Practical Advice for Young Lawyers

Young lawyers LegalTech

Most lawyers who took the bar in July were sworn in over the past couple of months, many more are graduating this month, and will take the bar soon. The odds are that many of these lawyers are going to end up in a solo or small practice, so I thought I would pass on some practical advice (the kind you don’t get much of in law school) that might help some young lawyers just starting out in the profession and looking to gain a foothold in the legal world.

Network

I’m sure young lawyers are tired of hearing about this, often it seems to be the catchall answer to any of your problems: can’t find job, better network harder; don’t have enough clients, work on your networking skills; etc. There is some truth to the purported benefits of networking, but you’ve got to be smart about it. You know yourself, what you like and don’t like, use this to your advantage when it comes to networking. It doesn’t always have to be in the legal field. If you like sports, get involved with some local leagues, if community involvement inspires you, join some local civic groups. Take advantage of social media (LinkedIn, Facebook, Twitter, etc.) to find groups that mirror your interests. The point is this, find ways to let networking play to your strengths, trying to force yourself into situations that make you extremely uncomfortable isn’t going to be to your benefit nearly as much as getting involved in things that already interest yo u or you’re passionate about. Start where you are comfortable and grow from there.

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Introduce yourself to the people that matter, and stay on their good side. This is a tip I got from a retired judge and it’s served me well. Lawyers and judges aren’t the only people who can help you in this business, get to know the support staff and it will make your life much easier. If you do extensive trial work and spend a lot of time in the courthouse, get to know the people in the clerk’s office. They make the courthouse run. If you spend a lot of time working with banks, get to know the administrative assistants. It applies to whatever field you practice in, find out who can make things happen, introduce yourself and stay on their good side.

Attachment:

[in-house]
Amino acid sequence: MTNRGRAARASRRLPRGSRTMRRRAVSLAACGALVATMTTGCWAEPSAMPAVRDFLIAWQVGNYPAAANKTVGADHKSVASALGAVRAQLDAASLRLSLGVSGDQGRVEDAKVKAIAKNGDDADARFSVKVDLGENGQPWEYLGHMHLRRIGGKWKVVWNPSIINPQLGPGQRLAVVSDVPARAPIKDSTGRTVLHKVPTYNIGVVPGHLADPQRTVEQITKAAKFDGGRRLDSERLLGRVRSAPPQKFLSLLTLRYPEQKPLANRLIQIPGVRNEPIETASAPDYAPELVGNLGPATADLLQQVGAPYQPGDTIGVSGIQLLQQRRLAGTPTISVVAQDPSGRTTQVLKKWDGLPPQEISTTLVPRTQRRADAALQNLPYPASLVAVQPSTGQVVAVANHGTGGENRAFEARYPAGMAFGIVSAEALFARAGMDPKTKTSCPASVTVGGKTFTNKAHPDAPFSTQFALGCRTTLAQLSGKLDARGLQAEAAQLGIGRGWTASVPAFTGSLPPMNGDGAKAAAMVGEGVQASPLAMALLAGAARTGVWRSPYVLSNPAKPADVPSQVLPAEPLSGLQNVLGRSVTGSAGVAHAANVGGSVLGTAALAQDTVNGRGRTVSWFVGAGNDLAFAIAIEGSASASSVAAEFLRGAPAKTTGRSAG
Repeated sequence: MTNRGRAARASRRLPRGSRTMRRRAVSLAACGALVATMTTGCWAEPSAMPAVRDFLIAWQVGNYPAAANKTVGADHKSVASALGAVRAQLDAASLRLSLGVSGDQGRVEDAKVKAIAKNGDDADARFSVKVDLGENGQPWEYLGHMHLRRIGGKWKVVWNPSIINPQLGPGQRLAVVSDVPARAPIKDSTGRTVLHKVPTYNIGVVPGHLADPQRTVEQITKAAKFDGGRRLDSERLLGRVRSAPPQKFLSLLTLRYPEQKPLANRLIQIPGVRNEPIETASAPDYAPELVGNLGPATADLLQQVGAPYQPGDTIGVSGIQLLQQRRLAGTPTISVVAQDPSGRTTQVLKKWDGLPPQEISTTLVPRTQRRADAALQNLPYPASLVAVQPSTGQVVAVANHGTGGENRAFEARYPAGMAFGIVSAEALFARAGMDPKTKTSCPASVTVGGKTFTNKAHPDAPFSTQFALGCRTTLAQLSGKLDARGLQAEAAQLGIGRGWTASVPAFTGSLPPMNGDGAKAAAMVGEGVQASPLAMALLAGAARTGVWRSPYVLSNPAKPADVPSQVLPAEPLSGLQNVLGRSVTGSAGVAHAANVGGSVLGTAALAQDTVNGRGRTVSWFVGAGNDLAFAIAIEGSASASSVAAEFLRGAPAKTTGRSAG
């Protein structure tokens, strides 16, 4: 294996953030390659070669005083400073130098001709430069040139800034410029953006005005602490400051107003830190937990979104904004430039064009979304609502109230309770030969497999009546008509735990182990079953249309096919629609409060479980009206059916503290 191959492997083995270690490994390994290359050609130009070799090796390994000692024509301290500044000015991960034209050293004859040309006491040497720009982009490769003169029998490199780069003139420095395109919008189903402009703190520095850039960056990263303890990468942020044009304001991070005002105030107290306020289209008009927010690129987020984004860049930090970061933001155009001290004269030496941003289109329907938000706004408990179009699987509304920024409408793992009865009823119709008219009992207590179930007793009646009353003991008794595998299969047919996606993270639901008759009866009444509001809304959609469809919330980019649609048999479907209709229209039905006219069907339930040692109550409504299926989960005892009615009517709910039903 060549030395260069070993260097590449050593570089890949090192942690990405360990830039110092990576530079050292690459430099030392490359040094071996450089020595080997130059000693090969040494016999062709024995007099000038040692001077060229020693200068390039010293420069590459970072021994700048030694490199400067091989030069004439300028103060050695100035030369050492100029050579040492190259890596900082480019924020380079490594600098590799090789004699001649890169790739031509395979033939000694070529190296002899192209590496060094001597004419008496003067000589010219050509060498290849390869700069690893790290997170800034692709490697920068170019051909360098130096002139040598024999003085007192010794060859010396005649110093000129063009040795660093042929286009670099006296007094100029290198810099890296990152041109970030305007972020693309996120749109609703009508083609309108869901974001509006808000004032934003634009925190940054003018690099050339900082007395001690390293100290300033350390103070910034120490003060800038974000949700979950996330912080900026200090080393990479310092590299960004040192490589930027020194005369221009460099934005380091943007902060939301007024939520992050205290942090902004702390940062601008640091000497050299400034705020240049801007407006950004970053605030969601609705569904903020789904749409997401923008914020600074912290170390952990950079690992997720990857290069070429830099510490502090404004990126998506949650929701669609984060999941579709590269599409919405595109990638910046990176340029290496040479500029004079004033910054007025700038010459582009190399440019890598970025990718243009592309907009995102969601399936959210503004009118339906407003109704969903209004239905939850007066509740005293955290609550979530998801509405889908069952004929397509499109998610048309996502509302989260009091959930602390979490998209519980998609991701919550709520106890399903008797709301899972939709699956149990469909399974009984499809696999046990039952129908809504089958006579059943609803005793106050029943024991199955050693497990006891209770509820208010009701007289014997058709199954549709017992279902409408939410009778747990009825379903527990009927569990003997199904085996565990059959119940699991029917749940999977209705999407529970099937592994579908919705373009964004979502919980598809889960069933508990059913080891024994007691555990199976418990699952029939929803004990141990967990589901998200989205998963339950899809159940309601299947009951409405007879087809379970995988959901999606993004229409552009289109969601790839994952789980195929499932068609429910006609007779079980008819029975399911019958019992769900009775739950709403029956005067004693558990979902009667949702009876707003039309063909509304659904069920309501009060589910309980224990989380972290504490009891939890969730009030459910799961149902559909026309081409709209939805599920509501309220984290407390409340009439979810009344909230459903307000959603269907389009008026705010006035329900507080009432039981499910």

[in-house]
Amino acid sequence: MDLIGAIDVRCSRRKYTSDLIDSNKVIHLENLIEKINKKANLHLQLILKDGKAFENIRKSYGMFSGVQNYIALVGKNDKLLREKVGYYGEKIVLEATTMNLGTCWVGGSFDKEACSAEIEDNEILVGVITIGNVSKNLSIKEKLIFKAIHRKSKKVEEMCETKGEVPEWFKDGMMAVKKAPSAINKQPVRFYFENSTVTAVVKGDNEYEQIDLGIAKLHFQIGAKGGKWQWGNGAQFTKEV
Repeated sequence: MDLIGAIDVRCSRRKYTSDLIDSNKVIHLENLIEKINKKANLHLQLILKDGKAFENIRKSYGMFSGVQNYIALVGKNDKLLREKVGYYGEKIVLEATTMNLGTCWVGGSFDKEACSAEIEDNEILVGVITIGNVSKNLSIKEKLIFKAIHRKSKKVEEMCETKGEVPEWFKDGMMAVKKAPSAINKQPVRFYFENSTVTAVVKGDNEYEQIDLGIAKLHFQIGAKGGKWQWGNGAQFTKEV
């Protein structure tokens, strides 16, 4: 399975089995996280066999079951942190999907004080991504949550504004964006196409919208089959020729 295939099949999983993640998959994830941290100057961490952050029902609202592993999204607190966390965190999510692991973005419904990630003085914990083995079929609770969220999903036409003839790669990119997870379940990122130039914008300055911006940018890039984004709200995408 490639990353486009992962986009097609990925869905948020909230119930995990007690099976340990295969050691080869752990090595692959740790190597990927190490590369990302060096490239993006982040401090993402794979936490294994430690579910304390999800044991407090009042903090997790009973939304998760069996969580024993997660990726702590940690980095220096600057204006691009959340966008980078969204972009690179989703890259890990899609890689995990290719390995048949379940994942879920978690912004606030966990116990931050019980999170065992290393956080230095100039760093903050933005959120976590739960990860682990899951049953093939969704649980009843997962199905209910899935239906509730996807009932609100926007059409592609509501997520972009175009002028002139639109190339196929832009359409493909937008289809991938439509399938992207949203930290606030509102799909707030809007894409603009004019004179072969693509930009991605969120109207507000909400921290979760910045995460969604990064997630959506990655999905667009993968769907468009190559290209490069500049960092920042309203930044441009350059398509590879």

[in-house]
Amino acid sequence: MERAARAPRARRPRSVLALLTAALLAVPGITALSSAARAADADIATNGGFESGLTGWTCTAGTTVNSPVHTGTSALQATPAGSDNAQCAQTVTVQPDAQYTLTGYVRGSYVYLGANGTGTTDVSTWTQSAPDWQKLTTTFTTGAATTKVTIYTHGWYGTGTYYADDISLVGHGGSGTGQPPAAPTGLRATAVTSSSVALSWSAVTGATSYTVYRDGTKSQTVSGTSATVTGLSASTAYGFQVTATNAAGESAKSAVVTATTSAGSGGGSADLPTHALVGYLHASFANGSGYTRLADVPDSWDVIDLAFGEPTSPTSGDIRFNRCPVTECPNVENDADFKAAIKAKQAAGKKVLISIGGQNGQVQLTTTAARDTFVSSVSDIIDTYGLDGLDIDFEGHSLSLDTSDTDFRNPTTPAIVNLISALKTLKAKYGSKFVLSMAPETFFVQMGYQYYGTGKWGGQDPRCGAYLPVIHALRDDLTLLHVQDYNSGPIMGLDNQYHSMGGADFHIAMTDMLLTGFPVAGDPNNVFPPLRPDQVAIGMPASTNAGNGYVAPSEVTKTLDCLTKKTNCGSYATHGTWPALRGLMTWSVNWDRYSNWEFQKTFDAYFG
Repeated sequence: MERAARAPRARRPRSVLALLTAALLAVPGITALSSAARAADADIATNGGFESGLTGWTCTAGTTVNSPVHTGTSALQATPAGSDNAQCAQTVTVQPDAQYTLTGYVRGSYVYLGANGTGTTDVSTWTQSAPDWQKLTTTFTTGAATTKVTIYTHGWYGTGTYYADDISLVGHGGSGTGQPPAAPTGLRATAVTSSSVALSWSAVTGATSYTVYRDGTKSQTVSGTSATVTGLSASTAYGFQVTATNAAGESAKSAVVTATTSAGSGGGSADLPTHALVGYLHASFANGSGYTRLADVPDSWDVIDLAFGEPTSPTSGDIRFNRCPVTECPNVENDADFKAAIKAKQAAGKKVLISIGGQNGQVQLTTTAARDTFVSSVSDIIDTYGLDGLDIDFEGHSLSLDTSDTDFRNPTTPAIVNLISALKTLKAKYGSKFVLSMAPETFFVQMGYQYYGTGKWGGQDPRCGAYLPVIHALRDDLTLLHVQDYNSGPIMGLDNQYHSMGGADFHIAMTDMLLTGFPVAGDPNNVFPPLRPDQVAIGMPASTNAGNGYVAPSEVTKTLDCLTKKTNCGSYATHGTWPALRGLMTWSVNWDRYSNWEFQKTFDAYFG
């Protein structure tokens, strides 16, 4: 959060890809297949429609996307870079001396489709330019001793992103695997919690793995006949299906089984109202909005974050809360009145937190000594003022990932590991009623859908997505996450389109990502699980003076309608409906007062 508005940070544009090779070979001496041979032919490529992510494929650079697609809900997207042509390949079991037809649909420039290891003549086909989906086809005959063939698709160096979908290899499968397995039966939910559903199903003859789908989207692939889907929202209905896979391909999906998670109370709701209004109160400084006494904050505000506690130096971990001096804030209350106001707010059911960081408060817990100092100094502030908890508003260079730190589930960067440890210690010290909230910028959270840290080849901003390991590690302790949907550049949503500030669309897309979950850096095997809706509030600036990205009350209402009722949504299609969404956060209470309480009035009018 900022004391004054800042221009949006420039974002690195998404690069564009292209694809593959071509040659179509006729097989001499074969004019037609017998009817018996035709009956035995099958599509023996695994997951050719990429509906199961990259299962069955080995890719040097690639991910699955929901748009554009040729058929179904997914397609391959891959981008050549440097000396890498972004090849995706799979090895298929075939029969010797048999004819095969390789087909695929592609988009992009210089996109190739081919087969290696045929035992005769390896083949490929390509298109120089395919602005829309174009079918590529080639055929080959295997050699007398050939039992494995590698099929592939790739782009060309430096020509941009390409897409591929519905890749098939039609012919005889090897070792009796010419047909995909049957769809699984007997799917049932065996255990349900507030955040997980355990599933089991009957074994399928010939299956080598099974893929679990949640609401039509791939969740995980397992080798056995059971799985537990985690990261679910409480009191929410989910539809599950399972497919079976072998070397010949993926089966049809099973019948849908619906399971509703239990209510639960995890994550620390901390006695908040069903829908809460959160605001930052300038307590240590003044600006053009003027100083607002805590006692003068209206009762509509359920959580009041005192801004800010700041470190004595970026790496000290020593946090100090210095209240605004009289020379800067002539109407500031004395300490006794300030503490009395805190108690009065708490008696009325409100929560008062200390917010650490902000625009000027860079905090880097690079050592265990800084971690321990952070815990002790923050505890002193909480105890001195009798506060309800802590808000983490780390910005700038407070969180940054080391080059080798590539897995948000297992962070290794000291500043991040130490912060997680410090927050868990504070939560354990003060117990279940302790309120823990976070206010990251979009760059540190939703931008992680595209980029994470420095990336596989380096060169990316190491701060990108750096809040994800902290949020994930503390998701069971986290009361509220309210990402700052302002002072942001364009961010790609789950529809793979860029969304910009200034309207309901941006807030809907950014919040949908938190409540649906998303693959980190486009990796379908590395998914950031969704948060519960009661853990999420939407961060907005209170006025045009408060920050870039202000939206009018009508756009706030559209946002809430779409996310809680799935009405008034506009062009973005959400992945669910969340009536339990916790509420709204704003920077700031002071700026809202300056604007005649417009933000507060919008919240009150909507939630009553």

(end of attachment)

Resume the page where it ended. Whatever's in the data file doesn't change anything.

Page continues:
Know what you don’t do

It seems to be getting harder and harder to have a general practice these days, there’s just too much law to keep up with. That’s why it’s more beneficial to hone a few areas to become your expertise. The good thing is the law is creeping its way into everything, so whatever your interests are, you can probably find a way to make it at least part of your practice. The trick is not to get caught taking on work that you don’t consistently do. It’s easier than you think and happens all the time. Usually when someone asks if you do a certain type of work (but you don’t), and you say yes because you’re chasing clients. Don’t do it. Tell those people that while that isn’t your area of the law you’ll be glad to try and point them to a lawyer who can help. Here’s an example, if you specialize in representing clients who are in the craft beer industry you probably don’t want to handle somebody’s murder charge. Bottom line is stick to what you know.

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About John Rabil

John Rabil is the co-founder of Attainable Attorney, an online legal marketplace that connects the underserved consumer market with attorneys best able to offer affordable services. He is licensed in three states and also runs a solo practice, The Rabil Law Firm, which uses a non-traditional business model in order to make legal counsel more cost-effective and transparent to businesses.